The Bostitch H30-8 has a cast body rather than a formed "C" channel and features a mid-body hinged magazine with no loose parts; the pusher is an integral part of the magazine. Pulling the retaining pin at the nose of the tool allows you to hinge the magazine open. Even though the track only holds one stick of 84 staples, the reload process is fast so there's really no extra downtime with loading just a single stick.
The Surebonder Max Impact and Max Impact Pro and the Bostitch PC2K all share the best loading system. The pusher and staple rail assembly slide out the rear as one unit and a stop at the end keeps the assembly from ever falling out of the tool. With the tacker inverted, retracting this captive pusher assembly exposes the full length of the magazine track, so it is even easy to load staple stick fragments. With the tacker right side up, however, it will dump any remaining staples. A great feature on the PC2K and Max Impact is the staple load indicator: With a quick glance at the bottom, you know just how many whacks are left before it's shooting blanks. You can estimate the number of staples left in the Max Impact Pro by looking at its visible pusher, although it lacks a numerical scale.
All but two of the fixed-driver tackers handle 1/4- to 3/8-inch staples; the Rapid R54 drives 3/8- to 9/16-inch staples and the Bostitch PC2K handles 1/4- to 1/2-inch. Mechanical-driver tackers typically shoot longer staples, except the Duo-Fast HT-550, which maxes out at 5/16 inch. The Arrow HT50P and Stanley PHT250 drive up to 1/2-inch staples handily, and the Porta-Nails, Surebonder Max Impact Pro, and both Duo-Fast HT-755 models handle up to 9/16 inch.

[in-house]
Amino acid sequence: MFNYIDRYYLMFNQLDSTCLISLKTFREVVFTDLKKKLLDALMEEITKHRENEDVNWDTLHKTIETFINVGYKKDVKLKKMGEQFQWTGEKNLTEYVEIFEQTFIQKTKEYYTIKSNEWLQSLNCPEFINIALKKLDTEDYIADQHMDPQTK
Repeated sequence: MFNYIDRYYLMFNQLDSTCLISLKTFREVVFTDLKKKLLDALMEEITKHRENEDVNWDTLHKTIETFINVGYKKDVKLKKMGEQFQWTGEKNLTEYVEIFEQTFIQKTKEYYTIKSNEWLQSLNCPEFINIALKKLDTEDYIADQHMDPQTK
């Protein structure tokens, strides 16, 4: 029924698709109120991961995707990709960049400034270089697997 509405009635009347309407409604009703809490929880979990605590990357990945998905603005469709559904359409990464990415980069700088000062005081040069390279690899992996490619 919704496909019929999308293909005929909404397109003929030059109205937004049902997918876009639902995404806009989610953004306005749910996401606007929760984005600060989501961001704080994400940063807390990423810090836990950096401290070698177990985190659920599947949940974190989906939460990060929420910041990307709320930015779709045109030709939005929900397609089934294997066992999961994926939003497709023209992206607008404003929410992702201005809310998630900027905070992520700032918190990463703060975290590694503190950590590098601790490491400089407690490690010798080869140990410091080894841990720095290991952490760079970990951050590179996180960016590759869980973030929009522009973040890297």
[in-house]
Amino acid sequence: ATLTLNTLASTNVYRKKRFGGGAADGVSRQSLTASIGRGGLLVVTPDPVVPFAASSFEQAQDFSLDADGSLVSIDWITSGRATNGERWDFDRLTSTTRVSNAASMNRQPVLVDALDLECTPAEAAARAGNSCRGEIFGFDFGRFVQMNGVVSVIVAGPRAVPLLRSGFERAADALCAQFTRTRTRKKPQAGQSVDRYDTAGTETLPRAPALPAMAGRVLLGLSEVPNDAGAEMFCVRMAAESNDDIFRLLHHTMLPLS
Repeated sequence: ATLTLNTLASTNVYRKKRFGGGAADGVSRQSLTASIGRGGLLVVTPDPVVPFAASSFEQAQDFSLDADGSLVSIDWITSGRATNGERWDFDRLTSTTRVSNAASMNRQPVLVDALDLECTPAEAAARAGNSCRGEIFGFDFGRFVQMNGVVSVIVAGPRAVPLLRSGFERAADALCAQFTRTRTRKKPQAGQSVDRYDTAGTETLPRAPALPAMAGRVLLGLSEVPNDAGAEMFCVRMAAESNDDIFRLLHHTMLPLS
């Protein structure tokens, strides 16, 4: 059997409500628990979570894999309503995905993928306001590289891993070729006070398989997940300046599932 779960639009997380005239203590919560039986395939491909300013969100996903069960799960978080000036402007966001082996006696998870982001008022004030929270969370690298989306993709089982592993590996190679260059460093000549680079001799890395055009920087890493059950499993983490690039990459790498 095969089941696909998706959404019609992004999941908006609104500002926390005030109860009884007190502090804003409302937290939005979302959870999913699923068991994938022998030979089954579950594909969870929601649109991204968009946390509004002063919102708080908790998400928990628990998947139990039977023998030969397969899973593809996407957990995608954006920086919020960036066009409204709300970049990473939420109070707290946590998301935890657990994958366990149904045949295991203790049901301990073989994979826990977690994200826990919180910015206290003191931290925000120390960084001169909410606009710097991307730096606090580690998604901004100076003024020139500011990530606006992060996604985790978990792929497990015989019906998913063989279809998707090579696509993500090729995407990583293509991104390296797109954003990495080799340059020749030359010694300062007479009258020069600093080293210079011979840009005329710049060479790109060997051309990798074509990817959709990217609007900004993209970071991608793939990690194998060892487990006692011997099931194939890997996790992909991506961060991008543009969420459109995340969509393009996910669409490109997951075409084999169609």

Most models take a standard 7/16-inch crown staple most commonly known as the Arrow T50 or Duo-Fast A-11 style. Bostitch tools use its unique PowerCrown staples, and the Duo-Fast HT-550 takes its own 1/2-inch crown 5000 series staples while the HT-755 models take their 15/32-inch crown 7500 series staples.
Of course, the ability to load a long-legged staple and sink it are two different things. To see which models could handle their longest-length staples, I tried an informal test, driving staples into a fixed OSB panel. All of the short-staple-driving models (5/16 to 3/8 inch) did fine except the Powerfast 10401-B, which needed an extra-long swing to counteract its overly stiff action and sink staples consistently.
The Surebonder Max Impact Pro and Porta-Nails tools were both rated to drive up to 9/16-inch staples but had trouble sinking shorter 1/2-inch staples. Where the Surebonder left the staple heads proud, the Porta-Nails mashed the excess staple leg over. To be fair, long staples are usually only used for attaching thick materials, which effectively reduce the substrate penetration depth. It would be overkill (and overwork) to drive 1/2-inch or longer staples through housewrap of negligible thickness into sheathing all day.